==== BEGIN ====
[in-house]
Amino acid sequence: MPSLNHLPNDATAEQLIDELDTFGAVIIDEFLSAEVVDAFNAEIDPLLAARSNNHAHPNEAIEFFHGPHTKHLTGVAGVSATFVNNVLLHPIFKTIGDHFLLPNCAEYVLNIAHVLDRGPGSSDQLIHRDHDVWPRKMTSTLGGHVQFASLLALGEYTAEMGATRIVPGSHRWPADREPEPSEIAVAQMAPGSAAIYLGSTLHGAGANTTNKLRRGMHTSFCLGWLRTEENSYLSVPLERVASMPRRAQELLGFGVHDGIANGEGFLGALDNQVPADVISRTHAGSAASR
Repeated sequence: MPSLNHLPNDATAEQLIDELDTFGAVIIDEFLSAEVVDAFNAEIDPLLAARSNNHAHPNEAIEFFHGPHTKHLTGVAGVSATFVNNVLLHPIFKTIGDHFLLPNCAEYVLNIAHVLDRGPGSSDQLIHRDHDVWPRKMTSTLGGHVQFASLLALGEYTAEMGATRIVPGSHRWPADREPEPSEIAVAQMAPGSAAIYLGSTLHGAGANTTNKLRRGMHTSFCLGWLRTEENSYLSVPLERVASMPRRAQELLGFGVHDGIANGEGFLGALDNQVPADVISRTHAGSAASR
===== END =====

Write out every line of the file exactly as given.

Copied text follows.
[in-house]
Amino acid sequence: MPSLNHLPNDATAEQLIDELDTFGAVIIDEFLSAEVVDAFNAEIDPLLAARSNNHAHPNEAIEFFHGPHTKHLTGVAGVSATFVNNVLLHPIFKTIGDHFLLPNCAEYVLNIAHVLDRGPGSSDQLIHRDHDVWPRKMTSTLGGHVQFASLLALGEYTAEMGATRIVPGSHRWPADREPEPSEIAVAQMAPGSAAIYLGSTLHGAGANTTNKLRRGMHTSFCLGWLRTEENSYLSVPLERVASMPRRAQELLGFGVHDGIANGEGFLGALDNQVPADVISRTHAGSAASR
Repeated sequence: MPSLNHLPNDATAEQLIDELDTFGAVIIDEFLSAEVVDAFNAEIDPLLAARSNNHAHPNEAIEFFHGPHTKHLTGVAGVSATFVNNVLLHPIFKTIGDHFLLPNCAEYVLNIAHVLDRGPGSSDQLIHRDHDVWPRKMTSTLGGHVQFASLLALGEYTAEMGATRIVPGSHRWPADREPEPSEIAVAQMAPGSAAIYLGSTLHGAGANTTNKLRRGMHTSFCLGWLRTEENSYLSVPLERVASMPRRAQELLGFGVHDGIANGEGFLGALDNQVPADVISRTHAGSAASR